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Drowning top cause of young child deaths in many countries — WHO

By AFP - Sep 18,2021 - Last updated at Sep 18,2021

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GENEVA — Drowning is now a leading cause of death for children aged under five in many countries, the World Health Organisation recently said.

Around 2.5 million people died by drowning in the decade to 2019, the WHO said, as it set out a series of simple measures to help reduce the “entirely preventable” toll.

The first World Drowning Prevention Day marks a timely reminder in the northern hemisphere, as the summer months correlate with a peak in drowning deaths.

The WHO said that around 60 per cent of all drowning deaths were among those under the age of 30, with the highest rates among children aged under five.

“This is an entirely preventable cause of death,” Doctor David Meddings, from the WHO’s Social Determinants of Health department, told reporters in Geneva.

He said the “shocking numbers” included an estimated 236,000 people in 2019 alone who lost their lives due to drowning.

Flood-related mortality, deaths due to water transport accidents and intentional drownings are not included in the overall statistics.

He said the reduction in the death rates of children aged under five from all causes over the past 40 years had masked the residual problem of deaths due to drowning.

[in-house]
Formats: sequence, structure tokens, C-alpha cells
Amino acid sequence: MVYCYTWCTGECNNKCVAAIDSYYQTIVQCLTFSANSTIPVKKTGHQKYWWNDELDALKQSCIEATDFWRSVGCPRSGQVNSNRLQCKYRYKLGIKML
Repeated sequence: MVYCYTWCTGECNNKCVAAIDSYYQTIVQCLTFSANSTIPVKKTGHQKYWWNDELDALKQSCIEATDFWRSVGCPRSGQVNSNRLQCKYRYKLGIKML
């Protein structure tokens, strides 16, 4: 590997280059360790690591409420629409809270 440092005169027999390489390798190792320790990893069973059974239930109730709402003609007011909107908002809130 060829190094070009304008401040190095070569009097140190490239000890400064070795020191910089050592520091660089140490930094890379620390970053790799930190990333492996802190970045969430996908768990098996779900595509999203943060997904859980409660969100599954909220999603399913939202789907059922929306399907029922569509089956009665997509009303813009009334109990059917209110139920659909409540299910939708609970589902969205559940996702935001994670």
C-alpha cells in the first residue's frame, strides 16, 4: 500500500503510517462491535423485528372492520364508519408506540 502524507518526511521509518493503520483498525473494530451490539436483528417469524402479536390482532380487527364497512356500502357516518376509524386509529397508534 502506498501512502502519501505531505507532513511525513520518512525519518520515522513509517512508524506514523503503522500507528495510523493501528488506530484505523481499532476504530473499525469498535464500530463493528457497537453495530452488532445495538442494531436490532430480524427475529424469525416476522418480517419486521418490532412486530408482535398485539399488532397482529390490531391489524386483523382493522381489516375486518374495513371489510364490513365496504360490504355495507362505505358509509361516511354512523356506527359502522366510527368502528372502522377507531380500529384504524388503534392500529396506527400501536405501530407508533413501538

“Drowning is now a leading cause of death for children under the age of five, in many, many countries,” Meddings said.

He said drowning was the leading cause of death for under-fives in China and the second-biggest in the United States and France.

Meddings said that in Bangladesh in 2016 alone, an estimated 40 children died from drowning every day.

 

Prevention methods

 

In Asia, drowning deaths predominantly involve young children.

But recent surveys in Tanzania and Uganda found that 80 per cent of drowning deaths were among young adult fishermen, the WHO said.

Drowning rates in low- and middle-income countries are more than three times higher than in high-income nations.

The WHO said drowning disproportionately affected poor and marginalised communities which have the fewest resources to adapt to the risks around them.

Meddings said simple steps could prevent many deaths, such as installing barriers around wells, providing safe places for children to play away from water, and teaching youngsters basic swimming and water safety skills. 

Greater training in safe rescue and resuscitation techniques would also help people to assist anyone who is drowning. 

Enforcing safe shipping loading and ferry regulations, and improving flood risk management, are two other interventions recommended by the WHO.

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